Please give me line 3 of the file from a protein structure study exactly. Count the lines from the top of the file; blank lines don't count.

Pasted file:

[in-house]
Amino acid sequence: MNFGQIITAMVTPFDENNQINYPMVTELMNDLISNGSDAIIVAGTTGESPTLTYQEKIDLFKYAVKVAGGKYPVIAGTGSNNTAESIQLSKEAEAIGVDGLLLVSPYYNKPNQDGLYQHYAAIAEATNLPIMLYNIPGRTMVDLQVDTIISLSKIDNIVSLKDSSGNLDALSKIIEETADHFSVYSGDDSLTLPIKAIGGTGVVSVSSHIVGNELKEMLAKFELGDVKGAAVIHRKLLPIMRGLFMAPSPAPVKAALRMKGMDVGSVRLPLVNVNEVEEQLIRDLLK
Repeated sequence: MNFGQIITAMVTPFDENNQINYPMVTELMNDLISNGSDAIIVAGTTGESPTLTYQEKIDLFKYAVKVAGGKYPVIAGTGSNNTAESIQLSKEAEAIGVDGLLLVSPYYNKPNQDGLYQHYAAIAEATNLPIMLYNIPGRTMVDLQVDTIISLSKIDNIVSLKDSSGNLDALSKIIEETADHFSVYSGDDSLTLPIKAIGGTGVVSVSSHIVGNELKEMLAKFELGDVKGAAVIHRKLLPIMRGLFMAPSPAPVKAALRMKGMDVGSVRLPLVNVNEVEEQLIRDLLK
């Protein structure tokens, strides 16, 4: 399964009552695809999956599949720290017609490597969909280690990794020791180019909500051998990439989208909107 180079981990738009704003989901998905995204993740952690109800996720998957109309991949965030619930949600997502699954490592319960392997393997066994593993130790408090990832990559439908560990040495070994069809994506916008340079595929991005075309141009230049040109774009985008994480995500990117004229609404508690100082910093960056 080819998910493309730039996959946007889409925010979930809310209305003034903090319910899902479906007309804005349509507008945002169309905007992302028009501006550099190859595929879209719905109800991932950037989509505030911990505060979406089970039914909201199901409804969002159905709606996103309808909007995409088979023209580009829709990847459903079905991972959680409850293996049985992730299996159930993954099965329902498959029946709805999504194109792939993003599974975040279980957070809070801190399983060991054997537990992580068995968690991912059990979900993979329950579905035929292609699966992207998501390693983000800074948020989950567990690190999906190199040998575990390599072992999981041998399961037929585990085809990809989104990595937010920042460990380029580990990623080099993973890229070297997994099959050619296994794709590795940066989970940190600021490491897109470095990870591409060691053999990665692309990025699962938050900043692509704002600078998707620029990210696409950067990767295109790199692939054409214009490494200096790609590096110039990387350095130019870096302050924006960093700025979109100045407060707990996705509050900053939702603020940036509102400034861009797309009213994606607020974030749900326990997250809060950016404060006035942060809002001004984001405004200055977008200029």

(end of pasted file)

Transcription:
Repeated sequence: MNFGQIITAMVTPFDENNQINYPMVTELMNDLISNGSDAIIVAGTTGESPTLTYQEKIDLFKYAVKVAGGKYPVIAGTGSNNTAESIQLSKEAEAIGVDGLLLVSPYYNKPNQDGLYQHYAAIAEATNLPIMLYNIPGRTMVDLQVDTIISLSKIDNIVSLKDSSGNLDALSKIIEETADHFSVYSGDDSLTLPIKAIGGTGVVSVSSHIVGNELKEMLAKFELGDVKGAAVIHRKLLPIMRGLFMAPSPAPVKAALRMKGMDVGSVRLPLVNVNEVEEQLIRDLLK